Winifred blows out a breath and sat back in her chair. My boss is rude and inconsiderate! Lord, how can I help her understand?
“Winifred, can you come in here?” Winifred stands up and sighs. She gathers her notepad and a pen and walks around her desk. She clears the frown from her face.
“Yes, ma’am?” She comes to a halt a few feet into the room. Iris is typing into her computer. She glances up at Winifred.
“You can come closer. I don’t bite.” Iris grimaced at her. Winifred believes Iris thinks she is smiling. But she isn’t. She can’t remember the last time she smiled. Winifred walks to the desk and pauses.
Iris looks at her notepad and pen. “Good, have a seat.” Winifred sat in a chair in front of the desk. Iris moves away from the computer screen. “We need to work on a more comprehensive social media employee guideline. Too many employees are posting and mentioning the company. I think it’s too negative.”
“Let’s get started on a list of things to type up. I’ve already sent you a document with the basic wording and outline, but I wanted to discuss how it is laid out.” Winifred stops taking notes, realizing everything she’s written down is redundant. Iris pushes a notepad toward Winifred. “What do you think of this?” Winifred takes the notepad from the desk and sees the outline of a page that has three columns. “We’ll have a short paragraph at the top, the three columns below, and each column will be about one major social media site. Facebook, Twitter, and LinkedIn. Those will make the best examples and we can name other social media sites in the paragraphs below the columns, probably on the second page.” Iris stops talking and Winifred looks up. “What do you think?”
“It seems very organized. It will make it easy to understand the main message of the page. What is the main message?” Winifred waits for a sarcastic remark. She wasn’t disappointed.
“Don’t post opinions or statements that reflect badly on the company.” Iris scoffs. “Of course.” Iris shakes her head. “Tear off that sheet and create a document for this. We’ll want to email everyone in the company by tomorrow. I want this in effect as soon as possible.”
Winifred thinks about her dinner date with her husband. She looks at the time. It’s nearly four o’clock. She sighs. “This should take me over an hour. Is it okay if I get it to you in the morning?”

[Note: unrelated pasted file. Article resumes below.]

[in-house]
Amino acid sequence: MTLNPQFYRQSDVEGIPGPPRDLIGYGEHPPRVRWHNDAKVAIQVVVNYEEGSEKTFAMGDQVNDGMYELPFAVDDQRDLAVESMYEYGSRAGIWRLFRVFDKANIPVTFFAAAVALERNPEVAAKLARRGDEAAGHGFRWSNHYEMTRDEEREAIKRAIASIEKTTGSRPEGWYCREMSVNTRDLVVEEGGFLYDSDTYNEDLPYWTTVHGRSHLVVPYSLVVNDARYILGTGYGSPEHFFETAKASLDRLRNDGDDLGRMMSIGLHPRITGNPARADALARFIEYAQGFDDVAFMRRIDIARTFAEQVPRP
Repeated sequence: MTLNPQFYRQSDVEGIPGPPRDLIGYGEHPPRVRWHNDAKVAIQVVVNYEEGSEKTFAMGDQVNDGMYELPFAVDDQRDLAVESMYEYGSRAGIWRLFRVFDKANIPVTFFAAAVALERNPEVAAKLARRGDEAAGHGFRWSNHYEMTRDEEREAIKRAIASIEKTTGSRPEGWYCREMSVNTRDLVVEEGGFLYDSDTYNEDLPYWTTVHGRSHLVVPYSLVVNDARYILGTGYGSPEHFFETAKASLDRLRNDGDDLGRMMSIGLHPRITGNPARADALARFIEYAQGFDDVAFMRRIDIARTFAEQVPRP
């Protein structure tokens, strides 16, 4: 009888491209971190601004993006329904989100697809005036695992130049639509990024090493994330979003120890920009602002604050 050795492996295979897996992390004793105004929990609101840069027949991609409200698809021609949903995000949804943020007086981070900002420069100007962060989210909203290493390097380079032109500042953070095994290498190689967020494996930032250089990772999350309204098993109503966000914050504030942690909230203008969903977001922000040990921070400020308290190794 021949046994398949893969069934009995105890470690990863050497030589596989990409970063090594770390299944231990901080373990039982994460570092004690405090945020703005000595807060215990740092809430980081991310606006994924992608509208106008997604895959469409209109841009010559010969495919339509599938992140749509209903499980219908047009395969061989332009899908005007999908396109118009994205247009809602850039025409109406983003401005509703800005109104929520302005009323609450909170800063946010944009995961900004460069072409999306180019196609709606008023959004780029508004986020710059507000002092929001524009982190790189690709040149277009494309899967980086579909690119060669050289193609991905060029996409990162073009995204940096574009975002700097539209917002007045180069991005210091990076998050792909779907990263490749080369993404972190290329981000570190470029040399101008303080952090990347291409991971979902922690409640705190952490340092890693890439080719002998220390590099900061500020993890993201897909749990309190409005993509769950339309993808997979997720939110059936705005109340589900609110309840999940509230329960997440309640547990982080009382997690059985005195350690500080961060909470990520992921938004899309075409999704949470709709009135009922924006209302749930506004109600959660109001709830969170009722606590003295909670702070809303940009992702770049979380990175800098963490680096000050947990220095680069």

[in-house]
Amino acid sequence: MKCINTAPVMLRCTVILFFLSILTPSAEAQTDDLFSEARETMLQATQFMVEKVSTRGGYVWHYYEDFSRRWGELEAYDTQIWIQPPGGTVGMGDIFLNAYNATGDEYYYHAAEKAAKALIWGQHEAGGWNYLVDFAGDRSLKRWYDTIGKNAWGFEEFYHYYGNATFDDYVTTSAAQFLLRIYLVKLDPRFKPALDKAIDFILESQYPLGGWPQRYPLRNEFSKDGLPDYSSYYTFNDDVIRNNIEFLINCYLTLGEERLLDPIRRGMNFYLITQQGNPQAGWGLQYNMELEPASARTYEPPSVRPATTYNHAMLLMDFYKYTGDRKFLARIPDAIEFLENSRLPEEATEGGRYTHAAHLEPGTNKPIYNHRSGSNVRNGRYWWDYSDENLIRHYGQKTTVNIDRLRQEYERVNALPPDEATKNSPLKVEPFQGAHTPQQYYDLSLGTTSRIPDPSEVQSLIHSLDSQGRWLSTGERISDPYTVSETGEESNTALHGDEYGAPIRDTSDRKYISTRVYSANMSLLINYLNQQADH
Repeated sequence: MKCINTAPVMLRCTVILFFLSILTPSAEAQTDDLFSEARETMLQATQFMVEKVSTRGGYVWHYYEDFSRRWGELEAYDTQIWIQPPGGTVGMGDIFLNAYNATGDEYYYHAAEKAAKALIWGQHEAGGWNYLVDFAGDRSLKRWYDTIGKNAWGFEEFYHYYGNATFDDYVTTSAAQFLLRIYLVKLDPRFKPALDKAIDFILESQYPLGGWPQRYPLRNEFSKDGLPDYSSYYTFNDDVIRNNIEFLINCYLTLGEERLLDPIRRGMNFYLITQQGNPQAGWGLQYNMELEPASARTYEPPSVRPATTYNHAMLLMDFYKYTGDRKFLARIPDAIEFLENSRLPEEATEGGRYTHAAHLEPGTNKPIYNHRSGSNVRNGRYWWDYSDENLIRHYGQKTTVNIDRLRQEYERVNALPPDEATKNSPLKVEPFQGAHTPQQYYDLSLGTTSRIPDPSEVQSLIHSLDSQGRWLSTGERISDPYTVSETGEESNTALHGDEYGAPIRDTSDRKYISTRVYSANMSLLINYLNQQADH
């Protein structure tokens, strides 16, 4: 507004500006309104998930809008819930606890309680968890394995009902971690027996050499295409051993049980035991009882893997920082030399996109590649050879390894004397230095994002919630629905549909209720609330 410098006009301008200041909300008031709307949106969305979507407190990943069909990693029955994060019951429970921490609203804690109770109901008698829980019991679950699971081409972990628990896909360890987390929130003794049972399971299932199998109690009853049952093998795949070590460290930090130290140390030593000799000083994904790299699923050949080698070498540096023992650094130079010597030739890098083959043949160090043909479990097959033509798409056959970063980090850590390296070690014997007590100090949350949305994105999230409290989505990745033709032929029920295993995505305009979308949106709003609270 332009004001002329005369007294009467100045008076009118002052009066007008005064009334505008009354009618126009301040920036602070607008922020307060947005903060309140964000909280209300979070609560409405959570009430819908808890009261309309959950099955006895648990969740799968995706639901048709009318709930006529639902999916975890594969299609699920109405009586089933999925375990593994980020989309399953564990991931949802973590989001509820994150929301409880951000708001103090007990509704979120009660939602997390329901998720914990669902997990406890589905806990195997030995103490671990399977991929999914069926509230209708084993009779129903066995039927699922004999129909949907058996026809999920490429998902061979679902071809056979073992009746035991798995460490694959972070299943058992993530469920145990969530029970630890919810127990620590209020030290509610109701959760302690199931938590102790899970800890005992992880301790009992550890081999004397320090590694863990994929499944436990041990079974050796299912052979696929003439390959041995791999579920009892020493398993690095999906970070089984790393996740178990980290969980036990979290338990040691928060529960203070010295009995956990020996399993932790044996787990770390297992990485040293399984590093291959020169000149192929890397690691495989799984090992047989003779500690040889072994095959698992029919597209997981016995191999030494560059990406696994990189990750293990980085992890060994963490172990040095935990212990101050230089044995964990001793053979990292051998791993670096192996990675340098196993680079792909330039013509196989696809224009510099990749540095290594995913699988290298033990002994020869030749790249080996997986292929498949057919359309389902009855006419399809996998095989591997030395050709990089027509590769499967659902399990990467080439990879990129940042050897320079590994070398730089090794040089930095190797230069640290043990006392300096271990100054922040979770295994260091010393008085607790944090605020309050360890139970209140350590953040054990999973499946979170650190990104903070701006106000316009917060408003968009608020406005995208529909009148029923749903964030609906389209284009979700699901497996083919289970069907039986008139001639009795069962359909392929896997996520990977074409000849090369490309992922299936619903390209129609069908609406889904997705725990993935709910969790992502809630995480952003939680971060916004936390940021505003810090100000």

Iris looks Winifred straight in the eyes. Winifred stands her ground. She will not work overtime again tonight. Iris looks at her desk. “Yes, that’s fine. Thank you, Winifred.” Winifred relaxes her shoulders and walks back to her desk. She sets down the paper and sits in her chair.
Preston Daniel Johnson walks by her desk and into Iris’s office. Winifred opens her document program. She finds Iris’s email and opens the attachment. It is written in clear, concise language. No one in the company is allowed to mention the company on social media in any derogatory manner. Each employee is responsible for anything pertaining to them and need to take down any postings within 48 hours. It is clean writing, no emotion, just rules to follow. Winifred shrugs.
“No, Preston. No, thank you. I must decline. I need to work tonight.” Winifred hears Iris turn down yet another invitation from Preston. He is a vice president of the company but Iris doesn’t like him. Winifred keeps her eyes on her monitor as the creepy man walks past. Once he turns the corner into the hallway, Winifred glances toward Iris. She watches as Iris pumps waterless hand cleaner into her hand and rubs her hands together. She stands and looks out the window, then shakes her head. Sighing, she returns to her desk, catching Winifred watching her.
Winifred quickly looks back at the monitor.
At ten minutes past five, Winifred gathers her purse and jacket. She shuts down her computer and stands up. Stretching, she catches Preston watching her. Abruptly she walks into Iris’s office to get out of his line of sight. “I’m leaving for the night, Iris.” Winifred watches as Iris continues to type for a moment.
“Thank you for letting me know, Winifred.” She looks up. “I do appreciate your work, Winifred. You are a capable worker.” Iris pauses and moves her pen on her desk back to her pen holder. “I know you don’t always agree with how I handle things. It’s my job to make sure the image of this company maintains a certain level of positivity. It’s not my job to be nice to people.” Iris sits back in her seat. “Well, thanks anyway. Good night.” Iris returns her attention to her monitor.
Winifred pauses for a moment. I’ll just keep praying. She turns and walks out.